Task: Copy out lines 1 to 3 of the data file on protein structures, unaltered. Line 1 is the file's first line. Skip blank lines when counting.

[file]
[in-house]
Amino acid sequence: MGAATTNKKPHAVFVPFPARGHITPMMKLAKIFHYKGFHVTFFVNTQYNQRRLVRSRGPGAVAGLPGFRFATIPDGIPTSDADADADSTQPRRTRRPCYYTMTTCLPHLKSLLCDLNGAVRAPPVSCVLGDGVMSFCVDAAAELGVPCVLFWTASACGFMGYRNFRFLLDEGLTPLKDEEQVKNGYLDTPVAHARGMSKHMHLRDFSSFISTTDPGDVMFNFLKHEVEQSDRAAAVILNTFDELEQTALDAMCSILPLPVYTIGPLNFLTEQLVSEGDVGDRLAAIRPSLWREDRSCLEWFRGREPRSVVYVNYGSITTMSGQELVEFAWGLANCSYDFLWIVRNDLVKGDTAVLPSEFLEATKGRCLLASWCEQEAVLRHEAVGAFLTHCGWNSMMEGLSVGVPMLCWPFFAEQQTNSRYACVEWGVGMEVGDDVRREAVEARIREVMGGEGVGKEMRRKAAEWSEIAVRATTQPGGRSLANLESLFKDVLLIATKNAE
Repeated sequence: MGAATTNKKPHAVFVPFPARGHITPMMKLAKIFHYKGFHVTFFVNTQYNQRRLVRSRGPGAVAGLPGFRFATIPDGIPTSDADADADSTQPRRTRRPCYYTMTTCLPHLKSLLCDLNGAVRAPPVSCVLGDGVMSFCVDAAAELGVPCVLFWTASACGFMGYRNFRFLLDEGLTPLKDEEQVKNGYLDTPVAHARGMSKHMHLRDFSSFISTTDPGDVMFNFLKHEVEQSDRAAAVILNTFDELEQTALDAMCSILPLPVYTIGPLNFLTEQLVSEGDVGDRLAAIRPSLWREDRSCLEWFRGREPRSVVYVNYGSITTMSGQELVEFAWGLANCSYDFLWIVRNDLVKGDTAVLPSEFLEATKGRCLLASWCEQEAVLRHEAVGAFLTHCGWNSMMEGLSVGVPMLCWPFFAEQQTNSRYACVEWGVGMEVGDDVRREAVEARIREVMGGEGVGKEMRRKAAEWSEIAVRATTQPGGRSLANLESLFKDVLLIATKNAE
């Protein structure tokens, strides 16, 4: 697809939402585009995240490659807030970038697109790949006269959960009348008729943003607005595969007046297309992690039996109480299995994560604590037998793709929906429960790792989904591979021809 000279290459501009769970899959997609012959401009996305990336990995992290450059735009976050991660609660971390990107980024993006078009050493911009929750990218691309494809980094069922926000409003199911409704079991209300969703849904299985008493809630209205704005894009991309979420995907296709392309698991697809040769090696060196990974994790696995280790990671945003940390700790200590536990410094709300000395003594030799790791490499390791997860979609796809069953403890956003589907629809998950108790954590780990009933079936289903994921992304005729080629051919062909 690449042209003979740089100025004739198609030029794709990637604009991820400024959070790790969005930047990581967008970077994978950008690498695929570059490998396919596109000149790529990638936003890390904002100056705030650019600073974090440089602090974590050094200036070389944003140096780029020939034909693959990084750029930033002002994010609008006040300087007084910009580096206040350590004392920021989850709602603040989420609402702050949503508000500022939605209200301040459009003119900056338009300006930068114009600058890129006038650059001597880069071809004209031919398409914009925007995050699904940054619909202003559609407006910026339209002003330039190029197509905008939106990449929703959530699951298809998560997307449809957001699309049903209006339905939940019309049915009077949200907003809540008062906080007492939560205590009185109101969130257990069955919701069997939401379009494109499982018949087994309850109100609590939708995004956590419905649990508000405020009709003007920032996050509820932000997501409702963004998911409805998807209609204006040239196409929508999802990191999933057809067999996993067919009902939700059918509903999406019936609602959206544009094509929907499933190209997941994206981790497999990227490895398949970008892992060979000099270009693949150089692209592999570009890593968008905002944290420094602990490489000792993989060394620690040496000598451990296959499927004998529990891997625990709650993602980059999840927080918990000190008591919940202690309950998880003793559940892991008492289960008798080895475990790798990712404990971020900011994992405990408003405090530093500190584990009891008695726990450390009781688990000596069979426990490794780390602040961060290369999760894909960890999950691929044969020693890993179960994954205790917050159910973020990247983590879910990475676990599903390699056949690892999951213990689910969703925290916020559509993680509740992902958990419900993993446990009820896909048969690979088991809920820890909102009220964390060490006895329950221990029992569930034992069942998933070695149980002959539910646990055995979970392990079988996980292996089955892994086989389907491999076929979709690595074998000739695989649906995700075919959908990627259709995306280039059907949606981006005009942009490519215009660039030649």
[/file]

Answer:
[in-house]
Amino acid sequence: MGAATTNKKPHAVFVPFPARGHITPMMKLAKIFHYKGFHVTFFVNTQYNQRRLVRSRGPGAVAGLPGFRFATIPDGIPTSDADADADSTQPRRTRRPCYYTMTTCLPHLKSLLCDLNGAVRAPPVSCVLGDGVMSFCVDAAAELGVPCVLFWTASACGFMGYRNFRFLLDEGLTPLKDEEQVKNGYLDTPVAHARGMSKHMHLRDFSSFISTTDPGDVMFNFLKHEVEQSDRAAAVILNTFDELEQTALDAMCSILPLPVYTIGPLNFLTEQLVSEGDVGDRLAAIRPSLWREDRSCLEWFRGREPRSVVYVNYGSITTMSGQELVEFAWGLANCSYDFLWIVRNDLVKGDTAVLPSEFLEATKGRCLLASWCEQEAVLRHEAVGAFLTHCGWNSMMEGLSVGVPMLCWPFFAEQQTNSRYACVEWGVGMEVGDDVRREAVEARIREVMGGEGVGKEMRRKAAEWSEIAVRATTQPGGRSLANLESLFKDVLLIATKNAE
Repeated sequence: MGAATTNKKPHAVFVPFPARGHITPMMKLAKIFHYKGFHVTFFVNTQYNQRRLVRSRGPGAVAGLPGFRFATIPDGIPTSDADADADSTQPRRTRRPCYYTMTTCLPHLKSLLCDLNGAVRAPPVSCVLGDGVMSFCVDAAAELGVPCVLFWTASACGFMGYRNFRFLLDEGLTPLKDEEQVKNGYLDTPVAHARGMSKHMHLRDFSSFISTTDPGDVMFNFLKHEVEQSDRAAAVILNTFDELEQTALDAMCSILPLPVYTIGPLNFLTEQLVSEGDVGDRLAAIRPSLWREDRSCLEWFRGREPRSVVYVNYGSITTMSGQELVEFAWGLANCSYDFLWIVRNDLVKGDTAVLPSEFLEATKGRCLLASWCEQEAVLRHEAVGAFLTHCGWNSMMEGLSVGVPMLCWPFFAEQQTNSRYACVEWGVGMEVGDDVRREAVEARIREVMGGEGVGKEMRRKAAEWSEIAVRATTQPGGRSLANLESLFKDVLLIATKNAE